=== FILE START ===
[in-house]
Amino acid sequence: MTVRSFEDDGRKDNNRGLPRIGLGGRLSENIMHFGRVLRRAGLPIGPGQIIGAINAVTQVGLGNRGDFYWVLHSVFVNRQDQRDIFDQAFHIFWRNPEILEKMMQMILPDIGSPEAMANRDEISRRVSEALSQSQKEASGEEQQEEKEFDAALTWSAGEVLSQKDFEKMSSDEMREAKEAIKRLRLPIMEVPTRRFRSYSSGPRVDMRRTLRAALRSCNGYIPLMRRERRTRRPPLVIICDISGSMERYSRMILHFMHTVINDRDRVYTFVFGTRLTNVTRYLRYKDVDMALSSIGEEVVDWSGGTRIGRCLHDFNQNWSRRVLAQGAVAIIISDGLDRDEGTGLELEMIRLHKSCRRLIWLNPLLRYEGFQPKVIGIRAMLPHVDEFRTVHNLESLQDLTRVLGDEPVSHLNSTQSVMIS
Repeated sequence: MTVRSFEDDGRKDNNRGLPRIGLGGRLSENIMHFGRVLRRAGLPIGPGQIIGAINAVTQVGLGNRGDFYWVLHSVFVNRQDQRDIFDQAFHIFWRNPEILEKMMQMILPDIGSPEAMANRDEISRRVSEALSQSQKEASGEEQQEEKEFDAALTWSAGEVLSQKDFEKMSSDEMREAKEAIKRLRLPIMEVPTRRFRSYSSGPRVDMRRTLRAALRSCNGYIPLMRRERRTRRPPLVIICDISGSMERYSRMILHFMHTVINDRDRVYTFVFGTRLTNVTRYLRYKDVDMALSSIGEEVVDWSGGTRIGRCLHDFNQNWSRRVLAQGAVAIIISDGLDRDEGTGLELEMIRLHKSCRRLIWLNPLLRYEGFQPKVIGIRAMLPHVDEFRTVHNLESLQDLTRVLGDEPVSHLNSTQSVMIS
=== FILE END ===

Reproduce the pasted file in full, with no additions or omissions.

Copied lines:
[in-house]
Amino acid sequence: MTVRSFEDDGRKDNNRGLPRIGLGGRLSENIMHFGRVLRRAGLPIGPGQIIGAINAVTQVGLGNRGDFYWVLHSVFVNRQDQRDIFDQAFHIFWRNPEILEKMMQMILPDIGSPEAMANRDEISRRVSEALSQSQKEASGEEQQEEKEFDAALTWSAGEVLSQKDFEKMSSDEMREAKEAIKRLRLPIMEVPTRRFRSYSSGPRVDMRRTLRAALRSCNGYIPLMRRERRTRRPPLVIICDISGSMERYSRMILHFMHTVINDRDRVYTFVFGTRLTNVTRYLRYKDVDMALSSIGEEVVDWSGGTRIGRCLHDFNQNWSRRVLAQGAVAIIISDGLDRDEGTGLELEMIRLHKSCRRLIWLNPLLRYEGFQPKVIGIRAMLPHVDEFRTVHNLESLQDLTRVLGDEPVSHLNSTQSVMIS
Repeated sequence: MTVRSFEDDGRKDNNRGLPRIGLGGRLSENIMHFGRVLRRAGLPIGPGQIIGAINAVTQVGLGNRGDFYWVLHSVFVNRQDQRDIFDQAFHIFWRNPEILEKMMQMILPDIGSPEAMANRDEISRRVSEALSQSQKEASGEEQQEEKEFDAALTWSAGEVLSQKDFEKMSSDEMREAKEAIKRLRLPIMEVPTRRFRSYSSGPRVDMRRTLRAALRSCNGYIPLMRRERRTRRPPLVIICDISGSMERYSRMILHFMHTVINDRDRVYTFVFGTRLTNVTRYLRYKDVDMALSSIGEEVVDWSGGTRIGRCLHDFNQNWSRRVLAQGAVAIIISDGLDRDEGTGLELEMIRLHKSCRRLIWLNPLLRYEGFQPKVIGIRAMLPHVDEFRTVHNLESLQDLTRVLGDEPVSHLNSTQSVMIS